Review of the vacuum decay test in air-cooled steam condensers

Polemic Paper, 2018

13 Pages


Table of contents

1. Introduction

2. VGB Air Leakage and Evacuation Test

3. Evacuation Flow

4. Cold Volume Evacuation

5. Summary

6. Glossary

7. Bibliography

Abstract: Condensing capacity of air-cooled condensers is critical for proper functionality of steam cycles in power plants. Condensers are operating in the low vacuum regime to promote the efficiency of power generation. Leakages enable ingress of ambient air into the steam cycle and thus, impede condensation and power generation capacity. Therefore, vacuum tightness is essential for effective plant operation and must be verified by means of an acceptance test. The latest revision of the VGB acceptance test code for air-cooled condenser (VGB-S-131) proposes a simple procedure to verify ample vacuum tightness and evacuation capacity. However, the following report demonstrates that the informational value of test results in connection with the proposed procedure are to some extent dubious. They cannot stand for themselves but need to be accompanied by further information gathered from other tests - e.g. thermal performance tests. This puts the usefulness of the test itself into question.

1. Introduction

Dry air-cooled steam condensers (ACCs) form a core element of contemporary power generating units. The importance of ACCs was especially stimulated by the introduction of combined-cycle power plants (CCPPs) in the 1990s. As the steam cycle in CCPPs accounts generally only for 40% of plant power generation the investment has been drastically reduced as compared to classical thermal power plants. Water saving has been the primary factor to promote ACC technology - specifically in arid regions of the globe. Last not least the introduction of single row condenser designs enabled a considerable investment cost reduction. Over the years, ACCs have replaced conventional wet cooling units even in large power stations.

Although dry cooling technology is established and well-proven over the years some everyday issues remain up to now. Reliable extraction of inert gas from the vacuum system is one of these issues. Reasons for inert gas pocket formation and ways to counteract have been discussed over a long period of time - cf. [1], [2], [3], [4], [5], [6]. With the large size of ACC units ingress of ambient air into the vacuum part of the steam cycle is un-avoidable. At design stage expected leakage flow rates obtained from long-term experience serve as guidance for sizing evacuation units. To this end the HEI standard [7] is one of the most referred to data collections.

Inert gas contained in vacuum steam impedes the condensation capacity of ACC units. Therefore, vacuum tightness must be ensured under all circumstances. Tightness tests under various conditions have been proposed over time. At standstill, an over-pressure test is the easiest way to identify leakage flow rates. In operation however, things are different. The simple static procedure does no longer supply reliable data as regards to vacuum leakage flowrates [8].

In practice, vacuum tightness test procedures should be as simple and practicable as possible without noticeable impediment of power plant operation. Over time a simple tightness test procedure has come into general use. It was adopted by the latest revision of VGB test code [9] and is described in §3.3.5. of the standard. The main advantage is the simplicity of the proposed procedure because it avoids the measurement of effective leakage flow rates which is a rather complex task.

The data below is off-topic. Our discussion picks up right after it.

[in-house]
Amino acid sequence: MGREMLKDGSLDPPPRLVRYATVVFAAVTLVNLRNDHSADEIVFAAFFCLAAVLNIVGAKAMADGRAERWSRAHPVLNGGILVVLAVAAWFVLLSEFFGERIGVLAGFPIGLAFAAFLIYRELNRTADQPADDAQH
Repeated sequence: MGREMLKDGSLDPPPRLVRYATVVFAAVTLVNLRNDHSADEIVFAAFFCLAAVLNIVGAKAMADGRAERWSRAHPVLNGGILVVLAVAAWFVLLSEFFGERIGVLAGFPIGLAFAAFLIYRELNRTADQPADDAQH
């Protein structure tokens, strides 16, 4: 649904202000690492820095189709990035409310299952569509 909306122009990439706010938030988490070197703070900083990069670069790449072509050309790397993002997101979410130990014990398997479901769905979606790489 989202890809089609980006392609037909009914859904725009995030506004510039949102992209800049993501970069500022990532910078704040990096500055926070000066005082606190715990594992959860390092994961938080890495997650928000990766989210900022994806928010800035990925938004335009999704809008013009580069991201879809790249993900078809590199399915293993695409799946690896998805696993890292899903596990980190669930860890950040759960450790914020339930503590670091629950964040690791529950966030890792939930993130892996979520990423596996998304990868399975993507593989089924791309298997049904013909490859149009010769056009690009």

At this point – a word of caution may be justified. It is a real question if a simple procedure is capable to verify the effectiveness of ACC vacuum tightness and appropriate design of the evacuation. Connected to this issue is the question of adequate thermal design of the ACC. The following paper shows that the expectation of proper verification of vacuum tightness by this test goes a bit too far.

2. VGB Air Leakage and Evacuation Test

VGB standard S-131 [9] proposes a leakage and evacuation test in §3.5.5. of the code. After reaching stationary state conditions of the steam cycle the test shall be made in two steps:

(1) Stop evacuation system for some period of time and monitor the exhaust pressure increase (loss of vacuum)
(2) Re-start evacuation and monitor the elapsed time until the initial exhaust pressure is recovered

Stationary operation is characterized by permanence of the test operation parameters [cf. §3.5.5. (a) to (d)]. The claim is that if the elapsed time to recover the vacuum pressure is less than the time of pressure increase the evacuation capacity is adequate – i.e. the system is vacuum tight as guaranteed. The test must be made at “no-wind” conditions (wind speed < 3 m/s). Furthermore, “ample functionality of the evacuation system” is required in order to avoid leakage flow affecting the condenser steam pressure. Increasing steam pressure before start of test does not fulfil this latter condition. On the other hand, sinking pressure will always recover the initial pressure after test – and even goes beyond.

Abbildung in dieser Leseprobe nicht enthalten

Summarizing, the vacuum test conditions act on the assumption of stationary operation – not only thermally but also of the evacuator (although not mentioned in [9]).

Figure 1: VGB Tightness Test (source: own sketch)

To check if this test really proves ample functionality of the evacuation system we need a closer look on the physics involved. The example shown in figure 5 of the VGB standard [9] will be used as basis. Figure 1 shows a qualitative re-print.

Changes of steam pressure during the test - shown on the upper part of the graph - are approximately linear. This applies to vacuum loss as well as the vacuum recovery curve. For better overview the qualitative variation of the mixture subcooling at evacuation point is indicated in the graph as well. This is important because the composition of steam and inert gas varies with the subcooling level. Formally, the unknown evacuation subcooling profile is tagged in fig. 1 by question marks.